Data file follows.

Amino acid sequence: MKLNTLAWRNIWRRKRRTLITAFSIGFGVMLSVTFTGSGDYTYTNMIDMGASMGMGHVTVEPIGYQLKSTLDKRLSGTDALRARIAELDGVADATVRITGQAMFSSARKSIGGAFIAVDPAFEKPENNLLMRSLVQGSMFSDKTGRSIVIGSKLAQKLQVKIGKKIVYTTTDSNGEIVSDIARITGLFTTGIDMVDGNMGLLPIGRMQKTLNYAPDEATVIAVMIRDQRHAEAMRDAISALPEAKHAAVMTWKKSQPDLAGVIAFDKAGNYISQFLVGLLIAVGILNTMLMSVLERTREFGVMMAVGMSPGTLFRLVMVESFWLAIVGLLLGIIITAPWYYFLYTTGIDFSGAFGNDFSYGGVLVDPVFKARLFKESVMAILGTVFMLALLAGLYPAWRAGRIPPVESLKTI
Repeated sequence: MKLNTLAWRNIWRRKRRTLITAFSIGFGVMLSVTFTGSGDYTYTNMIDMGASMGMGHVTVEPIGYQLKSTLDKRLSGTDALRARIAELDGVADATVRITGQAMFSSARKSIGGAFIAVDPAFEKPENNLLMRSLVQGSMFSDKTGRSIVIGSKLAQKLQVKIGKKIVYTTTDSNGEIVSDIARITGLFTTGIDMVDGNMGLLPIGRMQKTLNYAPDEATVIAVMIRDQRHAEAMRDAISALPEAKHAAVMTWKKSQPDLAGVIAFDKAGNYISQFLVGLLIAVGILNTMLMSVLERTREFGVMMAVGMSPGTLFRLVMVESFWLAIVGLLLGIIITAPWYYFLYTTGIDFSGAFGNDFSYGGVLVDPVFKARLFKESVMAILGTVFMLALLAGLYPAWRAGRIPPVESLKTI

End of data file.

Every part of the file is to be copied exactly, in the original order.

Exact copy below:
Amino acid sequence: MKLNTLAWRNIWRRKRRTLITAFSIGFGVMLSVTFTGSGDYTYTNMIDMGASMGMGHVTVEPIGYQLKSTLDKRLSGTDALRARIAELDGVADATVRITGQAMFSSARKSIGGAFIAVDPAFEKPENNLLMRSLVQGSMFSDKTGRSIVIGSKLAQKLQVKIGKKIVYTTTDSNGEIVSDIARITGLFTTGIDMVDGNMGLLPIGRMQKTLNYAPDEATVIAVMIRDQRHAEAMRDAISALPEAKHAAVMTWKKSQPDLAGVIAFDKAGNYISQFLVGLLIAVGILNTMLMSVLERTREFGVMMAVGMSPGTLFRLVMVESFWLAIVGLLLGIIITAPWYYFLYTTGIDFSGAFGNDFSYGGVLVDPVFKARLFKESVMAILGTVFMLALLAGLYPAWRAGRIPPVESLKTI
Repeated sequence: MKLNTLAWRNIWRRKRRTLITAFSIGFGVMLSVTFTGSGDYTYTNMIDMGASMGMGHVTVEPIGYQLKSTLDKRLSGTDALRARIAELDGVADATVRITGQAMFSSARKSIGGAFIAVDPAFEKPENNLLMRSLVQGSMFSDKTGRSIVIGSKLAQKLQVKIGKKIVYTTTDSNGEIVSDIARITGLFTTGIDMVDGNMGLLPIGRMQKTLNYAPDEATVIAVMIRDQRHAEAMRDAISALPEAKHAAVMTWKKSQPDLAGVIAFDKAGNYISQFLVGLLIAVGILNTMLMSVLERTREFGVMMAVGMSPGTLFRLVMVESFWLAIVGLLLGIIITAPWYYFLYTTGIDFSGAFGNDFSYGGVLVDPVFKARLFKESVMAILGTVFMLALLAGLYPAWRAGRIPPVESLKTI